Every year, hockey fans wait anxiously to see EA’s new iteration of the NHL video game series. Among various feature changes, each new version promises one thing that’s more important than all else; roster updates. Whatever other changes are made (or not made), fans flock to see their favourite team’s new roster and most importantly, their new player ratings.
With that in mind, here’s a look at how the Calgary Flames fare in NHL 21. Note that in the following tables, an accuracy rating of “fair” doesn’t necessarily denote perfect accuracy, but a reasonably close reflection of a player’s ability.
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|Sean Monahan||86||Too High|
|Mikael Backlund||83||Too Low|
|Andrew Mangiapane||78||Too Low|
The Flames forward group is a mixed bag of underrated and overrated players.
While Matthew Tkachuk and Johnny Gaudreau are both rated among the top ten left wings in the game at 87 overall each, things fall off dramatically after that point on the left side. Next in the depth chart is Andrew Mangiapane at an abysmal 78 rating, followed by Milan Lucic, also listed at a 78 rating.
At this point, its fair to ask whether or not the good people at EA have ever watched a Flames game. While Gaudreau is coming off a down year, he is still recognized as an elite winger in the game. Similarly, Tkachuk is undeniably elite and on the upswing of his career, and is treated as such.
Yet Mangiapane, an integral piece on the Flames “second” line and a player who has established himself as a top six presence, is rated lowest among all Flames regular roster players. This comes after a season in which he led all Flames forwards in xGF%, while putting up 17 goals and 32 points. All stats are 5v5 and score-and-venue adjusted, courtesy of Natural Stat Trick.
At the exact same rating as Mangiapane, Lucic put up only 20 points, and an xGF% of 50.5%. Why these two players have the same rating is unclear. That being said, Lucic is an adequate fourth liner, and 78 is an accurate rating.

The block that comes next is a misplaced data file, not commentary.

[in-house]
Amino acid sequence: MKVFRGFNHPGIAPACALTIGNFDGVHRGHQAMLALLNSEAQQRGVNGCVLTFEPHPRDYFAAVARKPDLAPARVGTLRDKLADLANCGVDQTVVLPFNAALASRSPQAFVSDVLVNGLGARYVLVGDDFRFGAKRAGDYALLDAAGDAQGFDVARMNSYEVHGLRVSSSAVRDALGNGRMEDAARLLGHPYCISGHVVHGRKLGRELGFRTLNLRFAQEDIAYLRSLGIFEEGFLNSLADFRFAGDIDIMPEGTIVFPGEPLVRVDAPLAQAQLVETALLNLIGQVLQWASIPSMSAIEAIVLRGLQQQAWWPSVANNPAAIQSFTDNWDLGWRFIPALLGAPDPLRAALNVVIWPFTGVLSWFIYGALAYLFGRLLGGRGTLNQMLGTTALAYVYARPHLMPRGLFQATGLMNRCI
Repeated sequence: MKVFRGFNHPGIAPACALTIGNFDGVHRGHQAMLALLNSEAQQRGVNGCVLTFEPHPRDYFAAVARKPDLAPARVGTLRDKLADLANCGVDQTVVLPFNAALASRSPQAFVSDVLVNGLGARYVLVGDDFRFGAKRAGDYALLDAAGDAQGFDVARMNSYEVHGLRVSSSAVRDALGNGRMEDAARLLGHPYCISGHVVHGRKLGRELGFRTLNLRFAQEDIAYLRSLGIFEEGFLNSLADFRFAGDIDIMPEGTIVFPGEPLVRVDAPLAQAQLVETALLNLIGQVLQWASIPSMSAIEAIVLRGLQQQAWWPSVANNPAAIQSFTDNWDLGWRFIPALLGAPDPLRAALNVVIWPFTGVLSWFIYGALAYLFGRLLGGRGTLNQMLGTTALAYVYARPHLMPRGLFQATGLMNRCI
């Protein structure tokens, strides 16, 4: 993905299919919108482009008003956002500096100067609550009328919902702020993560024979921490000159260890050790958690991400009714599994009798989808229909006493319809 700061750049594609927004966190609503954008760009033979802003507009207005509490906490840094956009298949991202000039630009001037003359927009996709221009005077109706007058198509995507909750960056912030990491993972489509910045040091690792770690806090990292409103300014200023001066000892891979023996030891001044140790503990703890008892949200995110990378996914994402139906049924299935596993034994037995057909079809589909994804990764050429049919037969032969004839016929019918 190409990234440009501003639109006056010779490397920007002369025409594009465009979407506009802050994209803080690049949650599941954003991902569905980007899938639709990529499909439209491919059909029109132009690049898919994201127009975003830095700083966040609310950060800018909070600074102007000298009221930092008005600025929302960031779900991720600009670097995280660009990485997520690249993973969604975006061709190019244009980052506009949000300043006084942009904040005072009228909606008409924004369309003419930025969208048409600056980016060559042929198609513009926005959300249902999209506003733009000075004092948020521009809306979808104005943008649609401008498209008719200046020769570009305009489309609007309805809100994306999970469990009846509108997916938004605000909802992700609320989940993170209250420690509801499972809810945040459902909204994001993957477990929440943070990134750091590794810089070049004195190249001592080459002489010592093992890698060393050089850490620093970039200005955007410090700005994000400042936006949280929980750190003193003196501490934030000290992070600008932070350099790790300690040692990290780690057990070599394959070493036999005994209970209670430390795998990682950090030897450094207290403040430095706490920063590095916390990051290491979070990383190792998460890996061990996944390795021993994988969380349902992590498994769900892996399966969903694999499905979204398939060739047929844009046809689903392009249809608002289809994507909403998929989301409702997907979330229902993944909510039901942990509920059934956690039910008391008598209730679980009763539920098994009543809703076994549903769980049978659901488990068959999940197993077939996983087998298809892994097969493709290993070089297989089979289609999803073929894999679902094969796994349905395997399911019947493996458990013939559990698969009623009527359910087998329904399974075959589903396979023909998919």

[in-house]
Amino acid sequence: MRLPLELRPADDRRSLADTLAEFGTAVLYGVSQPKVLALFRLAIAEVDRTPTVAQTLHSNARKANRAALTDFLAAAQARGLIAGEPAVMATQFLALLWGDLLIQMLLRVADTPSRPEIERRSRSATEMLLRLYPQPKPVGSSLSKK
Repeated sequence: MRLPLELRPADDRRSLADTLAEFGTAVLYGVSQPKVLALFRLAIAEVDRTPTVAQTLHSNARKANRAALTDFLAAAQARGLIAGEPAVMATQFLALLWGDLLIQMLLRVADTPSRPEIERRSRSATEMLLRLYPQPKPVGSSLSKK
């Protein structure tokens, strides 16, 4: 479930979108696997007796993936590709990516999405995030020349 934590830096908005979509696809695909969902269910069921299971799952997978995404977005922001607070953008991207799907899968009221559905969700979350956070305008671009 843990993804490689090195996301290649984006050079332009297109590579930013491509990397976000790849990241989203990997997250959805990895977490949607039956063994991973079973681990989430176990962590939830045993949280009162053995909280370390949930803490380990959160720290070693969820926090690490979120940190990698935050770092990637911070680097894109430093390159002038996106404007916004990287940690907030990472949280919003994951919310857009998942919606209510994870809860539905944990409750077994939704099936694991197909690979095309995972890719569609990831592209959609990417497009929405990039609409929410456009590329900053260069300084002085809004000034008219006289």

Things are also interesting at centre. Sean Monahan clocks in at an 86 rating (with elite potential), and Mikael Backlund at an 83. After a poor season by his usual standards, Monahan posted a below average xGF% of only 48.0% and scored only 22 goals. With the dominance of the Tkachuk/Backlund/Mangiapane line as weel as Backlund’s individual success last season, it’s inaccurate to have such a gap between the team’s top two centremen.
Most interestingly, Elias Lindholm’s primary position is listed as center, although its been a few years since he has consistently played that position. At an 85 rating, Lindholm is the fourth best forward on the team. Being just a shade behind Gaudreau and Tkachuk is fair for the reliable top line winger. Although he and his linemates struggled last year, he is undoubtedly among the teams best forwards.
Sam Bennett, Derek Ryan, and Dillon Dube round out the bottom of the roster at center, all with ratings of 80. While pretending these players all have the same impact is obviously a stretch, they are all useful depth players, and the player ratings more or less reflect that.
With so many Flames listed as centremen, things get quite thin on the right side. The top Flames player listed as a right wing? Buddy Robinson. He is rated a 75 overall, and Eetu Tuulola are Zac Rinaldo are both rated a 73. While these are quite low, the players are not NHL regulars, so the ratings are fair.